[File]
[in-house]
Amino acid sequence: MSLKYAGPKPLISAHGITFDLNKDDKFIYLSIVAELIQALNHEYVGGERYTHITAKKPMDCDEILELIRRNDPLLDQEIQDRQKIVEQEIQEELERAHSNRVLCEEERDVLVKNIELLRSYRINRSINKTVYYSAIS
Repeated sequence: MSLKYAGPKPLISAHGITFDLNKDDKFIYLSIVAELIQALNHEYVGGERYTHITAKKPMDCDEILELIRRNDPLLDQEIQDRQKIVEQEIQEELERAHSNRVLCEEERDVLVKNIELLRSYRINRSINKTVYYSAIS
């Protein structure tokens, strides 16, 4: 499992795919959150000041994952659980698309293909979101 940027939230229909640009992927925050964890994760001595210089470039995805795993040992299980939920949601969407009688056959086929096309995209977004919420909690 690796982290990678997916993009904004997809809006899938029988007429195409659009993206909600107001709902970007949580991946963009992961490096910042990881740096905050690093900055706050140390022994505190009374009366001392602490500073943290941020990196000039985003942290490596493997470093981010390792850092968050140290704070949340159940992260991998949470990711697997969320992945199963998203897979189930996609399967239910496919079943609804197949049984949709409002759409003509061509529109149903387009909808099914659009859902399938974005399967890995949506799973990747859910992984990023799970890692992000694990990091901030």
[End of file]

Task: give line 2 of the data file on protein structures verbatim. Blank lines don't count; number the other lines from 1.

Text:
Amino acid sequence: MSLKYAGPKPLISAHGITFDLNKDDKFIYLSIVAELIQALNHEYVGGERYTHITAKKPMDCDEILELIRRNDPLLDQEIQDRQKIVEQEIQEELERAHSNRVLCEEERDVLVKNIELLRSYRINRSINKTVYYSAIS